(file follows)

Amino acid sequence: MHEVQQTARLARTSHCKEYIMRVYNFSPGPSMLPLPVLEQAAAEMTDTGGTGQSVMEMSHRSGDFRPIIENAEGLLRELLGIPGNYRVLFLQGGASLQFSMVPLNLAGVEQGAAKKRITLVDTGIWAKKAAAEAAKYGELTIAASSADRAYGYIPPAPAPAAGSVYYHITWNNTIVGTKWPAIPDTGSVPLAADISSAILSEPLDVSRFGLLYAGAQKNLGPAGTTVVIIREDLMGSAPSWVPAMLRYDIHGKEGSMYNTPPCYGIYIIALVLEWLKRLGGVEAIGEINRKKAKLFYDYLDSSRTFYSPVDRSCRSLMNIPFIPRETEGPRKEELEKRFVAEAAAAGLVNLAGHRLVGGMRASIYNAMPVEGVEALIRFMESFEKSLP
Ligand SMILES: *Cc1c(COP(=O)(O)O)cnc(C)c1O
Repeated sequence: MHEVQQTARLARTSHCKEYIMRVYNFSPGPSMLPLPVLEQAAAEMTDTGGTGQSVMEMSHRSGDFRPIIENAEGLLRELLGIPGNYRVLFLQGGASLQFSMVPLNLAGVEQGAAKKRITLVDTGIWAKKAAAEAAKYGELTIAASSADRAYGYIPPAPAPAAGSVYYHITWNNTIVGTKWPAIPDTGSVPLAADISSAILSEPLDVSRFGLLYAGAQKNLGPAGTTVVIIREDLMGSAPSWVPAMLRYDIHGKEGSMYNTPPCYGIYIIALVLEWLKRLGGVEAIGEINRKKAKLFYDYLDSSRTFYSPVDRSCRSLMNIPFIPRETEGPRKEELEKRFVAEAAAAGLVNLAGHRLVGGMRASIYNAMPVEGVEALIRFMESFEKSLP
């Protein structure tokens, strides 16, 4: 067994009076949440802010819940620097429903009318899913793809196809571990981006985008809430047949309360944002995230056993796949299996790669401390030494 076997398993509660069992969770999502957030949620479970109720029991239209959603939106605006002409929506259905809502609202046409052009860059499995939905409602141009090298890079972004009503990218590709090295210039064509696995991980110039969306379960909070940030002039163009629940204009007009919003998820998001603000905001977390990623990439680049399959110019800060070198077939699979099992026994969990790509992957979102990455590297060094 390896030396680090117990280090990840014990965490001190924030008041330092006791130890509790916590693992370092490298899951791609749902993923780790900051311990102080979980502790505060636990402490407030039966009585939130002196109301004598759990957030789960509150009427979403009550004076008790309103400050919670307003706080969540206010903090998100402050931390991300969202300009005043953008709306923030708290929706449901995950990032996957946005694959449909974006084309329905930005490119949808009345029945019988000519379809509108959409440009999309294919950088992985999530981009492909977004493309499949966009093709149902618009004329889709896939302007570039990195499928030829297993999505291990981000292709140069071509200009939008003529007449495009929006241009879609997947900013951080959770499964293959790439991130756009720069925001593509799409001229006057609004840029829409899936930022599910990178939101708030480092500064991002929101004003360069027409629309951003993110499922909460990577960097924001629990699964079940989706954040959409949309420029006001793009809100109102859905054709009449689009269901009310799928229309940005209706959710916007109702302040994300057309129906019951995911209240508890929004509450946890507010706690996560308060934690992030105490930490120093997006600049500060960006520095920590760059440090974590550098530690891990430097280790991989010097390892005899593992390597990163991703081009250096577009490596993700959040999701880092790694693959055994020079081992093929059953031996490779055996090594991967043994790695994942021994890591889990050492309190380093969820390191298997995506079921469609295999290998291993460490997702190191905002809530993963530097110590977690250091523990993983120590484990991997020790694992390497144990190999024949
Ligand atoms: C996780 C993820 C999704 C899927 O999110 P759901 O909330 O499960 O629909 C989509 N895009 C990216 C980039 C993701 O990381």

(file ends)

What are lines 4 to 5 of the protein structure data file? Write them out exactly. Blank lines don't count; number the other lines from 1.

């Protein structure tokens, strides 16, 4: 067994009076949440802010819940620097429903009318899913793809196809571990981006985008809430047949309360944002995230056993796949299996790669401390030494 076997398993509660069992969770999502957030949620479970109720029991239209959603939106605006002409929506259905809502609202046409052009860059499995939905409602141009090298890079972004009503990218590709090295210039064509696995991980110039969306379960909070940030002039163009629940204009007009919003998820998001603000905001977390990623990439680049399959110019800060070198077939699979099992026994969990790509992957979102990455590297060094 390896030396680090117990280090990840014990965490001190924030008041330092006791130890509790916590693992370092490298899951791609749902993923780790900051311990102080979980502790505060636990402490407030039966009585939130002196109301004598759990957030789960509150009427979403009550004076008790309103400050919670307003706080969540206010903090998100402050931390991300969202300009005043953008709306923030708290929706449901995950990032996957946005694959449909974006084309329905930005490119949808009345029945019988000519379809509108959409440009999309294919950088992985999530981009492909977004493309499949966009093709149902618009004329889709896939302007570039990195499928030829297993999505291990981000292709140069071509200009939008003529007449495009929006241009879609997947900013951080959770499964293959790439991130756009720069925001593509799409001229006057609004840029829409899936930022599910990178939101708030480092500064991002929101004003360069027409629309951003993110499922909460990577960097924001629990699964079940989706954040959409949309420029006001793009809100109102859905054709009449689009269901009310799928229309940005209706959710916007109702302040994300057309129906019951995911209240508890929004509450946890507010706690996560308060934690992030105490930490120093997006600049500060960006520095920590760059440090974590550098530690891990430097280790991989010097390892005899593992390597990163991703081009250096577009490596993700959040999701880092790694693959055994020079081992093929059953031996490779055996090594991967043994790695994942021994890591889990050492309190380093969820390191298997995506079921469609295999290998291993460490997702190191905002809530993963530097110590977690250091523990993983120590484990991997020790694992390497144990190999024949
Ligand atoms: C996780 C993820 C999704 C899927 O999110 P759901 O909330 O499960 O629909 C989509 N895009 C990216 C980039 C993701 O990381």